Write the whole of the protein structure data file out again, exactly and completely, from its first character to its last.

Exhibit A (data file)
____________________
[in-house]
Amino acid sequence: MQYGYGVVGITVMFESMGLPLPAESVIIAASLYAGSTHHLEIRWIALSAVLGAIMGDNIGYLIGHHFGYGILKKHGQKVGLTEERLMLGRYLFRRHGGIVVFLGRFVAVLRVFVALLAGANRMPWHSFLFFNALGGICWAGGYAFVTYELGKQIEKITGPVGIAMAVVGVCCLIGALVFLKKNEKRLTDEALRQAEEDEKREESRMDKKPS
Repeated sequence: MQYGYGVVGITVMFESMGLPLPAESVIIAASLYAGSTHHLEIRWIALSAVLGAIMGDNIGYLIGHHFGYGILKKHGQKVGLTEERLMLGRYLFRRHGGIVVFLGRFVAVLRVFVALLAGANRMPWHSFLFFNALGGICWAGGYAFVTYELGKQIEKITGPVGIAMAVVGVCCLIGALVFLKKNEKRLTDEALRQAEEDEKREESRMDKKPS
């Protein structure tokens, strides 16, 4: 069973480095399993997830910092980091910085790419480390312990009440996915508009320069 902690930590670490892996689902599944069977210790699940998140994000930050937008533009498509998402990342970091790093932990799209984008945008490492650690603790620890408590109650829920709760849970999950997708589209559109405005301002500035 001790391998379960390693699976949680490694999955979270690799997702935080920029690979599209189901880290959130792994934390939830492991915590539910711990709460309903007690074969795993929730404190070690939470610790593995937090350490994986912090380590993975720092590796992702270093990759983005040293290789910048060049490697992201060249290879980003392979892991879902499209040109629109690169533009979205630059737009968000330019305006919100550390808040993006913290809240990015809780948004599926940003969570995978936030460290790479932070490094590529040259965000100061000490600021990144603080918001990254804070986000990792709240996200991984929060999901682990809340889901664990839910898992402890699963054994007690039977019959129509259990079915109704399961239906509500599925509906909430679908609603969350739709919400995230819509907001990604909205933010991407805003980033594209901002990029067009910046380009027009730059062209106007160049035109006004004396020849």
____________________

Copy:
[in-house]
Amino acid sequence: MQYGYGVVGITVMFESMGLPLPAESVIIAASLYAGSTHHLEIRWIALSAVLGAIMGDNIGYLIGHHFGYGILKKHGQKVGLTEERLMLGRYLFRRHGGIVVFLGRFVAVLRVFVALLAGANRMPWHSFLFFNALGGICWAGGYAFVTYELGKQIEKITGPVGIAMAVVGVCCLIGALVFLKKNEKRLTDEALRQAEEDEKREESRMDKKPS
Repeated sequence: MQYGYGVVGITVMFESMGLPLPAESVIIAASLYAGSTHHLEIRWIALSAVLGAIMGDNIGYLIGHHFGYGILKKHGQKVGLTEERLMLGRYLFRRHGGIVVFLGRFVAVLRVFVALLAGANRMPWHSFLFFNALGGICWAGGYAFVTYELGKQIEKITGPVGIAMAVVGVCCLIGALVFLKKNEKRLTDEALRQAEEDEKREESRMDKKPS
């Protein structure tokens, strides 16, 4: 069973480095399993997830910092980091910085790419480390312990009440996915508009320069 902690930590670490892996689902599944069977210790699940998140994000930050937008533009498509998402990342970091790093932990799209984008945008490492650690603790620890408590109650829920709760849970999950997708589209559109405005301002500035 001790391998379960390693699976949680490694999955979270690799997702935080920029690979599209189901880290959130792994934390939830492991915590539910711990709460309903007690074969795993929730404190070690939470610790593995937090350490994986912090380590993975720092590796992702270093990759983005040293290789910048060049490697992201060249290879980003392979892991879902499209040109629109690169533009979205630059737009968000330019305006919100550390808040993006913290809240990015809780948004599926940003969570995978936030460290790479932070490094590529040259965000100061000490600021990144603080918001990254804070986000990792709240996200991984929060999901682990809340889901664990839910898992402890699963054994007690039977019959129509259990079915109704399961239906509500599925509906909430679908609603969350739709919400995230819509907001990604909205933010991407805003980033594209901002990029067009910046380009027009730059062209106007160049035109006004004396020849």